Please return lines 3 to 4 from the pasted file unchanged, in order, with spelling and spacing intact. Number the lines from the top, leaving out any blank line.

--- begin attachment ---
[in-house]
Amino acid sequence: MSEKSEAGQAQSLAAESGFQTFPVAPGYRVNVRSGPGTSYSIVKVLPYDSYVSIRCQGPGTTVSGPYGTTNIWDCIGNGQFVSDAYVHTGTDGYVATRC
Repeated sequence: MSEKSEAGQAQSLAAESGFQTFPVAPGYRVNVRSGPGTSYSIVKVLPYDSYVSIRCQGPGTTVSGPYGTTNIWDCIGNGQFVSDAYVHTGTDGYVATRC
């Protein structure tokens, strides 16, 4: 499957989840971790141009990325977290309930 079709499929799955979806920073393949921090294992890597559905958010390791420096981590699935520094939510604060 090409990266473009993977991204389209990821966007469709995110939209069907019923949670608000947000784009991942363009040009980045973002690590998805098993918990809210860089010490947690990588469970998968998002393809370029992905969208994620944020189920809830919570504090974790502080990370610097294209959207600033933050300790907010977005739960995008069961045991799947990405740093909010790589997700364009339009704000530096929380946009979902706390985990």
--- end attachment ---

Repeated sequence: MSEKSEAGQAQSLAAESGFQTFPVAPGYRVNVRSGPGTSYSIVKVLPYDSYVSIRCQGPGTTVSGPYGTTNIWDCIGNGQFVSDAYVHTGTDGYVATRC
């Protein structure tokens, strides 16, 4: 499957989840971790141009990325977290309930 079709499929799955979806920073393949921090294992890597559905958010390791420096981590699935520094939510604060 090409990266473009993977991204389209990821966007469709995110939209069907019923949670608000947000784009991942363009040009980045973002690590998805098993918990809210860089010490947690990588469970998968998002393809370029992905969208994620944020189920809830919570504090974790502080990370610097294209959207600033933050300790907010977005739960995008069961045991799947990405740093909010790589997700364009339009704000530096929380946009979902706390985990």